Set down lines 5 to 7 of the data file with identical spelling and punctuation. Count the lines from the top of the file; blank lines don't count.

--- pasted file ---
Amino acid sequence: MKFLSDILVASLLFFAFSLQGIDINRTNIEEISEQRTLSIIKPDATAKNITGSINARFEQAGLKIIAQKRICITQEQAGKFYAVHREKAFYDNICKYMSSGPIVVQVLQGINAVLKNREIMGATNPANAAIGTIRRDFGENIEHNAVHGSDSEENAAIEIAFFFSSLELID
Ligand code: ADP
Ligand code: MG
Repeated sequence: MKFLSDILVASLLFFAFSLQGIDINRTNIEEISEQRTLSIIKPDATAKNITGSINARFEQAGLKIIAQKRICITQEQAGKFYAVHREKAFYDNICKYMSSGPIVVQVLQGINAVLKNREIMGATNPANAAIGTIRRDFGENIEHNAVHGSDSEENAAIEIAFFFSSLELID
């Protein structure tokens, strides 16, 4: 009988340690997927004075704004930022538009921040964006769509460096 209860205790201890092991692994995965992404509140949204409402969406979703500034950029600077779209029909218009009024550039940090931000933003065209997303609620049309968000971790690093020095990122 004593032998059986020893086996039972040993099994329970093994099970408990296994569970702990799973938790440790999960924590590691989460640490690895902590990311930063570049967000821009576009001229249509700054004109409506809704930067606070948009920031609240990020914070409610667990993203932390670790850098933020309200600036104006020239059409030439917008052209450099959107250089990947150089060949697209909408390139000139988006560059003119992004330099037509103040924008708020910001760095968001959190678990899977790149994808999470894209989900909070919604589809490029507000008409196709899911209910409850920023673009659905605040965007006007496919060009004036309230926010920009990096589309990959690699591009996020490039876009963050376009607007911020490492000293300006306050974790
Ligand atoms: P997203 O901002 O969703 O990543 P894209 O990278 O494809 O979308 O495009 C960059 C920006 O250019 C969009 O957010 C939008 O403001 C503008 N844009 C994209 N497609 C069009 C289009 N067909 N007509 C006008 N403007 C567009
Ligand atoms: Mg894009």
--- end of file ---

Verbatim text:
């Protein structure tokens, strides 16, 4: 009988340690997927004075704004930022538009921040964006769509460096 209860205790201890092991692994995965992404509140949204409402969406979703500034950029600077779209029909218009009024550039940090931000933003065209997303609620049309968000971790690093020095990122 004593032998059986020893086996039972040993099994329970093994099970408990296994569970702990799973938790440790999960924590590691989460640490690895902590990311930063570049967000821009576009001229249509700054004109409506809704930067606070948009920031609240990020914070409610667990993203932390670790850098933020309200600036104006020239059409030439917008052209450099959107250089990947150089060949697209909408390139000139988006560059003119992004330099037509103040924008708020910001760095968001959190678990899977790149994808999470894209989900909070919604589809490029507000008409196709899911209910409850920023673009659905605040965007006007496919060009004036309230926010920009990096589309990959690699591009996020490039876009963050376009607007911020490492000293300006306050974790
Ligand atoms: P997203 O901002 O969703 O990543 P894209 O990278 O494809 O979308 O495009 C960059 C920006 O250019 C969009 O957010 C939008 O403001 C503008 N844009 C994209 N497609 C069009 C289009 N067909 N007509 C006008 N403007 C567009
Ligand atoms: Mg894009």